Monday, February 23, 2015

Medicine, Media, and Monogamy don't Mix

Thanks to the safer world in which we live, life expectancy keeps climbing. Once the world goes Kurzweil, who knows how long we'll hang around.

This spike in life expectancy doesn't bode well for the already stooped, arthritic, and tremoring institution of marriage. In the old days, loving someone forever meant loving him/her until about 65. Now you have to limp through it until at least 85. It's true that people aren't getting married as young, but getting married at 32 instead of 24 still means today's married folk have to tolerate their "soulmate" for 12, 13, 14, 15 extra years to make it to "forever." Not strangling someone for 40 years is a lot easier than keeping your hands off their throat for 55.

Modern medicine has also greatly improved quality of life. Today a man of 55 can physically er, perform in ways he couldn't a generation ago, and thanks to the ubiquity of divorce, he now has a deep talent pool of divorcees to target. When you're a vigorous 55 and can pull a 40-year-old eager to have someone lie to her about how beautiful she still is, that "forever" vow you made to your now musty 55-year-old bride feels like a belly flop into the River Styx.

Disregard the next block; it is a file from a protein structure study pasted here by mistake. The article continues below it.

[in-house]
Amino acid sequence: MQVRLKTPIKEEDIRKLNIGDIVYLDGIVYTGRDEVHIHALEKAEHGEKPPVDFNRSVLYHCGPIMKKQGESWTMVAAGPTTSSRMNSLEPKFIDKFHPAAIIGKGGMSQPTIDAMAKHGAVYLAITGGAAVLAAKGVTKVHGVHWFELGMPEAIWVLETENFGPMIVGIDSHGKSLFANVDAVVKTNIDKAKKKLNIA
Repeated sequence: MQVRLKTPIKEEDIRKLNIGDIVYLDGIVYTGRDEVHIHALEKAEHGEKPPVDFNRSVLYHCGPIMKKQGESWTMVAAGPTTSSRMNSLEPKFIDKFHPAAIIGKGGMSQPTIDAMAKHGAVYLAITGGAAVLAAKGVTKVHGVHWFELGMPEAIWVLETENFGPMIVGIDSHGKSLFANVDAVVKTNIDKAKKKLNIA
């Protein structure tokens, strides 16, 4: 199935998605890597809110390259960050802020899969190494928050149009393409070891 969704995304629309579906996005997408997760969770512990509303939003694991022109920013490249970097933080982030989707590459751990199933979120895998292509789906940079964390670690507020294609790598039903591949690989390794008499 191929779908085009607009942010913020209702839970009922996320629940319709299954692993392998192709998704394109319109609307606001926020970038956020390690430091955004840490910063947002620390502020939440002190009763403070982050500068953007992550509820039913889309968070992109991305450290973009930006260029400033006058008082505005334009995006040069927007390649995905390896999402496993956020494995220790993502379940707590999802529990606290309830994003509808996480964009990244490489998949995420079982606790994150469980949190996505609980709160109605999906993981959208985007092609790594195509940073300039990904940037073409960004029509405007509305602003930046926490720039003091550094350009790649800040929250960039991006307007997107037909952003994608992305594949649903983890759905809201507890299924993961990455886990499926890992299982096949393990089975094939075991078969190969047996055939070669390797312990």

A lot of women talk about liking older men. That's acceptable when you're 28 and he's 40. But what happens when you're 53 and he's 65. Suddenly the allure of an older man isn't so alluring, particularly when you know you're going to be watching him decay for a couple more decades. Forever suddenly feels like the kind of forever you complain about at the DMV.

Thanks to dating sites and Facebook, it's never been easier to meet someone new. A 55-year-old divorced person can hop back in the game with a few mouse clicks; no embarrassing 50+ dance nights at your local community center. You can point and click at a wide range of partners your age and start the second (or third or fourth or fifth) stage of your romantic life.

The power of that very media is another marriage killer. There are now so many forms of communication; texts, email, constant cell phone access, which means non-stop opportunity for marital misunderstandings, words said in heat, and just plain overexposure to your now never disconnected lover. Everyone is just one unfortunate auto-complete away from relationship oblivion.

Medicine is only getting better, and technology is putting us in touch with ever more people (potential sex partners). None but a very select few can tolerate a sixty-year marriage. Given that the only people who left who take their religion seriously are Mormons and Muslims, the "forever" marriage vow will soon make even priests laugh out loud. In the future, the only way a couple will be able to last until death do us part is to hire a hitman (probably through social media).

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